The Battle for Mandalay Remembered, 70 Years On
By Zarni Mann 23 March 2015
MANDALAY – Two allied veterans of the Burma Campaign gathered alongside Burmese and foreign officials in Mandalay on Friday to commemorate 70 years since the city was retaken from the Japanese.
Colonel John Douglas Slim, a former soldier and the son of Sir William Slim who, as Commander of the 14th Army in Burma, led the allied resurgence against the Japanese, was among those who honored the fallen during a ceremony on Mandalay Hill.
The British Ambassador to Burma Andrew Patrick, defense attachés of Bangladesh, Britain, India and Australia, and Burma Army official Maj-Gen Soe Htut also attended.
Attendees laid wreaths at the foot of two memorial stones embedded in pillars in the northern chamber of the Sutaungpyei Pagoda on Mandalay Hill. A minute of silence took place to the sound of bagpipes.
The memorial stones are in honor of soldiers from a Gurkha battalion—the 4th Battalion of the Prince of Wales’ Gurkha Rifles—who lost their lives in the storming of Mandalay Hill on 8-9 March, 1945.
“This is a somber moment for me as I miss my comrades who fought side by side with me,” said David Daniels, a 91-year-old veteran who took part in the fierce fighting at Mandalay Hill.
“General Slim ordered us to shoot with care to prevent damage to the pagodas and Buddha images. But the Japanese soldiers, heavily deployed at Mandalay Hill, were hiding behind Buddha images and between pagodas. Many Gurkha soldiers died during the fight to recapture Mandalay Hill,” he explained. “That was the cruelest battle of my life.”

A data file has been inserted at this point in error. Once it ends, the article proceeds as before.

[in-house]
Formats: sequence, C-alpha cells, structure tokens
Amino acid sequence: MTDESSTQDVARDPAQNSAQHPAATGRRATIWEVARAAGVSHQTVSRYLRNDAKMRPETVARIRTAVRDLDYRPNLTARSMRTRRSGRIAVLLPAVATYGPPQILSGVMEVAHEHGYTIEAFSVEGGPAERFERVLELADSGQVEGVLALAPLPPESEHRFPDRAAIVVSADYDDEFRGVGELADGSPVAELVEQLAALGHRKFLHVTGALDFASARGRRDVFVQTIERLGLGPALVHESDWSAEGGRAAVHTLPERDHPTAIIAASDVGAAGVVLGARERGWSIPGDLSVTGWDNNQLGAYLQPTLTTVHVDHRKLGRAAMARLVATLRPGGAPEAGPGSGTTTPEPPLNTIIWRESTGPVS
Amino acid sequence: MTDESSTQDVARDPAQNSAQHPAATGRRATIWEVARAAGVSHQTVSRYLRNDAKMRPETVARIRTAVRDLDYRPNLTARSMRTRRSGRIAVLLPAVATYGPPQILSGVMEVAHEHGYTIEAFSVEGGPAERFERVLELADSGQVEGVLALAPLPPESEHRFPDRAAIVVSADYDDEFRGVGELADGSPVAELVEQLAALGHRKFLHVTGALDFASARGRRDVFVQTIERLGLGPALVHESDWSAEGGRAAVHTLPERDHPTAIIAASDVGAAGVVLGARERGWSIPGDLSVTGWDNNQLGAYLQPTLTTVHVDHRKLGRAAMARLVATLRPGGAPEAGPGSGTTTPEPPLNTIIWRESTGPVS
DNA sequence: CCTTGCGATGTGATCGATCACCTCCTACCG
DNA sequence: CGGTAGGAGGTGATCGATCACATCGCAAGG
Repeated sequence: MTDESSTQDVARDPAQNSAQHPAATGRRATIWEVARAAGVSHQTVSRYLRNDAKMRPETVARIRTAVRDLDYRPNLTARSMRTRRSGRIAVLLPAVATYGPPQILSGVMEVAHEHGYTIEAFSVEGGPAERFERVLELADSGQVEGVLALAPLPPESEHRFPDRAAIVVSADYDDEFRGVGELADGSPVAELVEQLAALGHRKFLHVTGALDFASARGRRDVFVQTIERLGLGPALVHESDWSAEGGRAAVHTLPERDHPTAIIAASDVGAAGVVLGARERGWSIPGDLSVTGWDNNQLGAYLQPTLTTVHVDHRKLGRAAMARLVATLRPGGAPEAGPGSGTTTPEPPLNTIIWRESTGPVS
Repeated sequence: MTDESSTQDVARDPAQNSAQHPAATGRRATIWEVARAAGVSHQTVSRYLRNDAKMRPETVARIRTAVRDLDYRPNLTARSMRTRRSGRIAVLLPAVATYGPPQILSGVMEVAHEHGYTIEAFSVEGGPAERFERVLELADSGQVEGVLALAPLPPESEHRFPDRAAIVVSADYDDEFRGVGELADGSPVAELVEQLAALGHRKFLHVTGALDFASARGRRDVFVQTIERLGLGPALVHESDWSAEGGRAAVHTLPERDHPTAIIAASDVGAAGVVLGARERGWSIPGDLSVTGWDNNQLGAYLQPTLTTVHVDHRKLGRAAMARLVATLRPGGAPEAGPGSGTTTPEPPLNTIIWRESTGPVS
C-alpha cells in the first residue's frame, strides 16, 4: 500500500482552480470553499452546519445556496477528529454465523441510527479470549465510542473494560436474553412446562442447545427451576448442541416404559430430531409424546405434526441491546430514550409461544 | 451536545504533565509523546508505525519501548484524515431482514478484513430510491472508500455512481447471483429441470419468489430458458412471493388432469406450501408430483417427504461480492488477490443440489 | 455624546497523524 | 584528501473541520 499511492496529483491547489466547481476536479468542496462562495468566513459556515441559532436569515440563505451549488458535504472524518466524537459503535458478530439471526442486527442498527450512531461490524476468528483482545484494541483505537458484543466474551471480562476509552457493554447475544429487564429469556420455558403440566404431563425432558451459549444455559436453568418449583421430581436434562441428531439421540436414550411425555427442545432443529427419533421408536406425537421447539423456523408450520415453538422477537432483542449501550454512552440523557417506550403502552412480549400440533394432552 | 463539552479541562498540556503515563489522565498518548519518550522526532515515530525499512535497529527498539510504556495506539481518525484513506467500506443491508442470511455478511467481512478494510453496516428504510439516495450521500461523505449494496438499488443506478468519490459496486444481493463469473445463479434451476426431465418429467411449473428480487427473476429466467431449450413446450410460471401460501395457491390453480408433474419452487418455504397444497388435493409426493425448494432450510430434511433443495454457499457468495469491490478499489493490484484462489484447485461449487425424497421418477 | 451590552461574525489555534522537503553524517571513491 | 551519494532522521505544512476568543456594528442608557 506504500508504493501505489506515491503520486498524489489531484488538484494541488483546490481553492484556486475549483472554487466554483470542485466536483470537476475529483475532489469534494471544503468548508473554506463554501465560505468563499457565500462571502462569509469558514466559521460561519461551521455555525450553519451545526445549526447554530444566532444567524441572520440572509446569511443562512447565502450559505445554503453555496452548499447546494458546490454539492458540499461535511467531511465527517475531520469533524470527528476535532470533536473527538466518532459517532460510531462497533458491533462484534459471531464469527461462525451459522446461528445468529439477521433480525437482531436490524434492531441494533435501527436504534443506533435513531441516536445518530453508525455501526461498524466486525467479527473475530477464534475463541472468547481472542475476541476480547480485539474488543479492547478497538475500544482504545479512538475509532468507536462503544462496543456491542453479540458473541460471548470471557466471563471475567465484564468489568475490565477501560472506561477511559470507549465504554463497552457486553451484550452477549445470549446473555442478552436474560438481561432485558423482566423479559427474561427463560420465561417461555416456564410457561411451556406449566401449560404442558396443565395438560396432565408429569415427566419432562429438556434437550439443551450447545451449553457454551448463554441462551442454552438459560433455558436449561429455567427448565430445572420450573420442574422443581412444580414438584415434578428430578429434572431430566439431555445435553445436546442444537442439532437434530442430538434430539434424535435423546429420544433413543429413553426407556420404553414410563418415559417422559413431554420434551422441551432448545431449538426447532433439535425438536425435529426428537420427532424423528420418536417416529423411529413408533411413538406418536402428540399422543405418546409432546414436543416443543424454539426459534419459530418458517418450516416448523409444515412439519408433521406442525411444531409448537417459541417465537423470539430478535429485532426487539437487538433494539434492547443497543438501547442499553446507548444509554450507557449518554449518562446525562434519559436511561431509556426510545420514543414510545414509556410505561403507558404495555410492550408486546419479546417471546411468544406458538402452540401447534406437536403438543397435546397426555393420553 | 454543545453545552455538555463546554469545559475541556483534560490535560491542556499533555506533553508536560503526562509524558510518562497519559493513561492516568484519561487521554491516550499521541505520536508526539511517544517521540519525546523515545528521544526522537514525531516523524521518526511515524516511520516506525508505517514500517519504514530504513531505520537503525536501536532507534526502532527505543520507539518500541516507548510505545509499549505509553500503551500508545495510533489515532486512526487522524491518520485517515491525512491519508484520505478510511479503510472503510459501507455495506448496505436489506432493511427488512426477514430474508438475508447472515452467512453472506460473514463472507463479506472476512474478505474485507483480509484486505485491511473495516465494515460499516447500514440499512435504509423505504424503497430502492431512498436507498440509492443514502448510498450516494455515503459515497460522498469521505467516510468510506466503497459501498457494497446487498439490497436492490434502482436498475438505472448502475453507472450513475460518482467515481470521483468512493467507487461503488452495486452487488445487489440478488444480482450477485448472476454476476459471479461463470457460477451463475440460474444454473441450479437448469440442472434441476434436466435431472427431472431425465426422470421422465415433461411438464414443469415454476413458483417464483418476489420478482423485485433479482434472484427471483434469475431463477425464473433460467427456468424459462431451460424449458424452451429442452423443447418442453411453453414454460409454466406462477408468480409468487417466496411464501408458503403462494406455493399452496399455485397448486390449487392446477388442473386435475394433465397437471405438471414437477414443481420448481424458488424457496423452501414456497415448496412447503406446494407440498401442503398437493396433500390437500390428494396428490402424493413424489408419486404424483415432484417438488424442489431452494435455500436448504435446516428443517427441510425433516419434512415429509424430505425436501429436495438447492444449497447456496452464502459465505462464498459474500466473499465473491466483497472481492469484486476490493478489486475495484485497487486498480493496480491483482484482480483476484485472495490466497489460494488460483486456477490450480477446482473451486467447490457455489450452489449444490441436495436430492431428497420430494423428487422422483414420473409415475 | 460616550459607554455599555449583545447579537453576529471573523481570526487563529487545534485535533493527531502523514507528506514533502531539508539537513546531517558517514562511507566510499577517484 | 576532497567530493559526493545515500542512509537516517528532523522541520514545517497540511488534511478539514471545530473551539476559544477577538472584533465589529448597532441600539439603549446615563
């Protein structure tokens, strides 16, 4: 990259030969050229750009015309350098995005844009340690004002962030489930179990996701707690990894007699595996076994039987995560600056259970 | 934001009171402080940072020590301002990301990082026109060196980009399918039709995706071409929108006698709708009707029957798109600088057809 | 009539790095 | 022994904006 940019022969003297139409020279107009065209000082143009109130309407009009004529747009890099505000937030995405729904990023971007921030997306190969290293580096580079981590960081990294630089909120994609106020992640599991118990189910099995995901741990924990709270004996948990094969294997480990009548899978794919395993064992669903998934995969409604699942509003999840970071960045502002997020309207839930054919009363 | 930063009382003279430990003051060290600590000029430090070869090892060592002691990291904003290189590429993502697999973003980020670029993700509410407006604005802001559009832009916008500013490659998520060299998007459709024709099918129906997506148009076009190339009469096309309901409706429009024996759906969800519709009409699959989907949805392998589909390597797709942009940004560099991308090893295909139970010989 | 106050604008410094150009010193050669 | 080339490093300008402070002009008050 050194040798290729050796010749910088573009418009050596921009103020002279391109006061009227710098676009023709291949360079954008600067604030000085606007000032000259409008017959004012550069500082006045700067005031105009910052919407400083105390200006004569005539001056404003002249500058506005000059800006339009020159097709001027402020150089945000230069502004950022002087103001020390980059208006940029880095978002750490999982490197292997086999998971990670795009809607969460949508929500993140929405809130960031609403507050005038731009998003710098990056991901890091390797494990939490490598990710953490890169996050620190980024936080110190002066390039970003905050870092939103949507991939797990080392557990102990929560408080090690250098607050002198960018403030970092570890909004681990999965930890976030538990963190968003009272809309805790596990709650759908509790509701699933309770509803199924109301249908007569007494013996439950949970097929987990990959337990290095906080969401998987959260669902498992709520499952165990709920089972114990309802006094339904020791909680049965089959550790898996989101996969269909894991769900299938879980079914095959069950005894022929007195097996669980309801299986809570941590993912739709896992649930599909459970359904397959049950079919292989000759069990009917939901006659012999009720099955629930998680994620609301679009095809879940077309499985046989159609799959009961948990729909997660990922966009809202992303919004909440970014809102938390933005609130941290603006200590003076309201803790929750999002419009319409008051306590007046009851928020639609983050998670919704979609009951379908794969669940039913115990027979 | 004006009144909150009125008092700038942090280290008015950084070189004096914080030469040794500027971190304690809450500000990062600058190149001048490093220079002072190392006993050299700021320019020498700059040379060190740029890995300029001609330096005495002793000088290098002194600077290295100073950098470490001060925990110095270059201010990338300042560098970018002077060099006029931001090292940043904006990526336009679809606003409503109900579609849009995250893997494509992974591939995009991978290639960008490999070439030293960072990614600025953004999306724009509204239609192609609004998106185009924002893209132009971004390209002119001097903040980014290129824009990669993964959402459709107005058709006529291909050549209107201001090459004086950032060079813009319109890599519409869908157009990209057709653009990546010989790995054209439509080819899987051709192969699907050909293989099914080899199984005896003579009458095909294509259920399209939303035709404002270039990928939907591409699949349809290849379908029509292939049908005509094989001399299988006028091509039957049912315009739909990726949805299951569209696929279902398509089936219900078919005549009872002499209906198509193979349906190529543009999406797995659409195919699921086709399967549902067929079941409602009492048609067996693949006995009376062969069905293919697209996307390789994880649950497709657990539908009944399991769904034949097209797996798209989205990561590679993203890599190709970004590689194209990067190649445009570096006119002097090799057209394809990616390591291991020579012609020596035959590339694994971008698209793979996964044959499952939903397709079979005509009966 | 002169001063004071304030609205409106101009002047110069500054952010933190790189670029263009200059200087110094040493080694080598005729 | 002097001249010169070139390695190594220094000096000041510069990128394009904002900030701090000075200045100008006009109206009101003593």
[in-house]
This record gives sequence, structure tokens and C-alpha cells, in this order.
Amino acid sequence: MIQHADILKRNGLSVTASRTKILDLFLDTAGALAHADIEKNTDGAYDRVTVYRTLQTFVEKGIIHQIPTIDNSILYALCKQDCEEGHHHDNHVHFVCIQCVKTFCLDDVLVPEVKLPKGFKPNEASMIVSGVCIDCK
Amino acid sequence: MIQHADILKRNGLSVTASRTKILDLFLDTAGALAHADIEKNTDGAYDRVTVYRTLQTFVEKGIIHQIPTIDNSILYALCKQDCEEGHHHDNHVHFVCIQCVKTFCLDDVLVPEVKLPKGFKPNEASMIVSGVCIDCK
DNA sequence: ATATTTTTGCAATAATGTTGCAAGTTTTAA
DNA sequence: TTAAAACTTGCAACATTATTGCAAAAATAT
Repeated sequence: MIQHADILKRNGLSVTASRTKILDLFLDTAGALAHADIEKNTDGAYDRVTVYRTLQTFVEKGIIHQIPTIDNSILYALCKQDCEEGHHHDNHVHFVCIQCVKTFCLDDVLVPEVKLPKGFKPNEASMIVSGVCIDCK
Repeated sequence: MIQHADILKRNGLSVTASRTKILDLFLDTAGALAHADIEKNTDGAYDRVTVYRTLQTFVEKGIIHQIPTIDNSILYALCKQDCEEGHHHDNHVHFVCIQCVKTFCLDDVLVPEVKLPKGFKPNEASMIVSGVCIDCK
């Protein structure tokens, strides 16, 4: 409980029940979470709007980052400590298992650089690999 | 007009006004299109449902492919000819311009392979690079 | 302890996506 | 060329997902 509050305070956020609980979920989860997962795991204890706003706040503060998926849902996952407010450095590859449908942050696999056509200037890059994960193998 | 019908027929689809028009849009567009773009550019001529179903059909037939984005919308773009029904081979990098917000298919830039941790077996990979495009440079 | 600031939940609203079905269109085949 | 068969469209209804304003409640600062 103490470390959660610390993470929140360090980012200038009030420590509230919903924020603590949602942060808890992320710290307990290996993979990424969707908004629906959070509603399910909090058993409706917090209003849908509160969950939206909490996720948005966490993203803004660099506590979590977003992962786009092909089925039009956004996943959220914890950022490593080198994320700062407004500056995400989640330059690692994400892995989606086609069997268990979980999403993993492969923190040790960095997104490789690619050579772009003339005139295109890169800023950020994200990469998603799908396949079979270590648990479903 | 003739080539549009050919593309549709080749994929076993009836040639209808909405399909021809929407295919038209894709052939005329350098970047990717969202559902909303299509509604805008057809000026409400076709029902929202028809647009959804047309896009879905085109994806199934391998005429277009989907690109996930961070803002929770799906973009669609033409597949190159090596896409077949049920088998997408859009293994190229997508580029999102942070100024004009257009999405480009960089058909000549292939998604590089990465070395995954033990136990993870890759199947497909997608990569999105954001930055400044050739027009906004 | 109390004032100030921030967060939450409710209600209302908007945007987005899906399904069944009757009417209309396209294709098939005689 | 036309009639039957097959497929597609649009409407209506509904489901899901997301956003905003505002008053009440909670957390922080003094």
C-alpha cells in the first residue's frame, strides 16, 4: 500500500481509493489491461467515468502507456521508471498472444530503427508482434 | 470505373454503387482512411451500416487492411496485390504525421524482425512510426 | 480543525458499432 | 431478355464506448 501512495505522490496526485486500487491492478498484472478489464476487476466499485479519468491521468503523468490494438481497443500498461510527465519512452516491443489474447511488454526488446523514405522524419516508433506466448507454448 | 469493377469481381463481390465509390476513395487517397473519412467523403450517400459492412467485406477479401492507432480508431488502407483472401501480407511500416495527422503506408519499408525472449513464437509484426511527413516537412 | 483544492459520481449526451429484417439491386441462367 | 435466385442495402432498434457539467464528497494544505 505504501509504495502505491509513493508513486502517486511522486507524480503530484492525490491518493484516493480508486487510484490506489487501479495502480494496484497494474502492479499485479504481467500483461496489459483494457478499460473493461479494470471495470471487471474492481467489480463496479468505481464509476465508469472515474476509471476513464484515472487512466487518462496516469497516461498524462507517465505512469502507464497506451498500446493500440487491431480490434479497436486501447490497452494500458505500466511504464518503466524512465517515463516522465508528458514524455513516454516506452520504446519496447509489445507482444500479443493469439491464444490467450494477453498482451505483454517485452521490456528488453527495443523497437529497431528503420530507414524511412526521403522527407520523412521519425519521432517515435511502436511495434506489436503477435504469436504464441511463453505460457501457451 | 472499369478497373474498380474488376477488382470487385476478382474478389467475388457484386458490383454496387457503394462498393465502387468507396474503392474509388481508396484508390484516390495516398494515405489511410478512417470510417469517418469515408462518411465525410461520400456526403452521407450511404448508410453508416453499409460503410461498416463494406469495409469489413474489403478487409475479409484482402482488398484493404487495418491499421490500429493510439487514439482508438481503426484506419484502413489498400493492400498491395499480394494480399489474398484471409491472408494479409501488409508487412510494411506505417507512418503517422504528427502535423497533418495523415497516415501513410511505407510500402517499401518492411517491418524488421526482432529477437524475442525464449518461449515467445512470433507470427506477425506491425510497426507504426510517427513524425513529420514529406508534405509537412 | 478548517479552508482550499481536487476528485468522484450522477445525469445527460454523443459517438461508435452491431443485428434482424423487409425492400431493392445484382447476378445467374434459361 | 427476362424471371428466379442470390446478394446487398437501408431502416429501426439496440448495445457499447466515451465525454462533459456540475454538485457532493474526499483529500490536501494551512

On March 20, 1945, Mandalay was recaptured from the Japanese by troops of the 19th Indian Division. The battles in central Burma, including an allied assault on Meiktila waged in concert with the offensive in Mandalay, were among the most decisive of the Burma Campaign.
Ceremonies to remember those who served in the Burma theatre during the Second World War are held annually at cemeteries in Rangoon, Moulmein, Thanbyuzayat and Meiktila. However, British Defence Attaché to Burma Colonel Tony Stern told The Irrawaddy that Friday’s commemoration was the first held at Mandalay Hill in the 70 years since the allied victory.
Stern said the event had received the support of the Burmese military and the Buddhist committee that manages the site on Mandalay Hill.
“We are very grateful to the [Burmese] people that have preserved these memorial stones here, dedicated to the Gurkha Rifles,” he said.
“The battle was achieved with a great loss of lives from 20 nations and the people of Burma and Mandalay itself. So it is important that we should hold commemorations because such a sacrifice should never be forgotten.”